Preparing for class recently I came across a media report which illustrates the confusion and sloppiness that surrounds marketing metrics. I realized the problem we often have talking about the top and bottom line.
Impact Of Social Media
An important question is the bottom line impact of social media. How can you persuade the CFO to fund social media? By showing it is profitable. Thus I was searching for examples of the impact of social media. This article came up in Google: “Businesses Increase Revenue With Social Media“.
So far, so interesting. Reading the article revealed a problem that seemed emblematic of the field. The story quotes a researcher as saying:
“Now there is proof that customers who engage with a business through social media contribute more to the bottom line than customers who do not…..Phys.org 2013, my emphasis.
“Our study showed that social media activities help strengthen the bond between the customer and the firm. Participating customers on a firm’s social media site contribute 5.6% more revenue and visit the business about 5% more than non-participating customers, he explains.”
Did the media misquote the researcher? It is always a worry that media will misconstrue what is said. It is also possible the researcher had a mental blip when briefing the press. I always a worry this will happen to me so I’m sympathetic — we all do it. The problem isn’t the mistake, it is that we are so used to the sloppiness that we often don’t see the obvious mistake.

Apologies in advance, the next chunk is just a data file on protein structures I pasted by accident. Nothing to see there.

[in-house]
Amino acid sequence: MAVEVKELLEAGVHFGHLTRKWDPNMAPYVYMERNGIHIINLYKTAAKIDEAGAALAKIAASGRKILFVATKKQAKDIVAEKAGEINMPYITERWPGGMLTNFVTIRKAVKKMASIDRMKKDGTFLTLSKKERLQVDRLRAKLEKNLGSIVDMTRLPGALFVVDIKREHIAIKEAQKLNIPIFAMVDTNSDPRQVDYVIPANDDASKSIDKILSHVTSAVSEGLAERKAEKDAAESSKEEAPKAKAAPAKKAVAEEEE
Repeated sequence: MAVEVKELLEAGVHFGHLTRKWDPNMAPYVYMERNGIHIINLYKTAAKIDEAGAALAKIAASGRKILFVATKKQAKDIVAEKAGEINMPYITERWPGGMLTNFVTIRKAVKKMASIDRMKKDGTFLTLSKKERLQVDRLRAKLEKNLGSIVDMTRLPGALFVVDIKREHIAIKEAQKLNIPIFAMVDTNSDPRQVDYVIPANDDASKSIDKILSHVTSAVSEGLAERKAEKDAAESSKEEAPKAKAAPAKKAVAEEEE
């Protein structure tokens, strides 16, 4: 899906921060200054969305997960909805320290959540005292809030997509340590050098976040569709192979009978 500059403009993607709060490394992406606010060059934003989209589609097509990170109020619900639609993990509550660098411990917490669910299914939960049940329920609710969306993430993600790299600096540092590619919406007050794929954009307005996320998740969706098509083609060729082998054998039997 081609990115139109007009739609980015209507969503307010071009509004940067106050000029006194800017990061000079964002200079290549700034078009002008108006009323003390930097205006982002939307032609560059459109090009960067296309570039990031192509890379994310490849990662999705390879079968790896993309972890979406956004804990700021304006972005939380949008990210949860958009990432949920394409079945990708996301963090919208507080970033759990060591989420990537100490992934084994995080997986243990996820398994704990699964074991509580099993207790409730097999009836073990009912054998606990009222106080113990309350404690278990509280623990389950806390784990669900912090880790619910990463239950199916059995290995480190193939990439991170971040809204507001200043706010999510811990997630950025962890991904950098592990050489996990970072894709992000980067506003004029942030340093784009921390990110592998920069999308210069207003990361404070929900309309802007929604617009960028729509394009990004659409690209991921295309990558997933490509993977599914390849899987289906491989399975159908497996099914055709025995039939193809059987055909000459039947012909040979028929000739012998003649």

Confusing The Top And Bottom Line
The researcher claimed to be studying 1) revenue and 2) visits. These are both potentially important metrics but they aren’t the bottom line. Indeed revenue is the top line. If the top line and bottom line are completely interchangeable then business metrics become some sort M.C.Escher world. Confusing beyond belief.
If you are trying to show bottom line results (i.e. profit) saying that you have increased revenue is at best confusing and at worst disingenuous
At the risk of stating the obvious, the top is not the bottom. Increasing revenue is usually a good thing but it isn’t the same as showing bottom line results.
For more on profit measurement see here.
Read: Phys.org, 2013, Business Increase Revenue With Social Media, March 25 2013, Click here.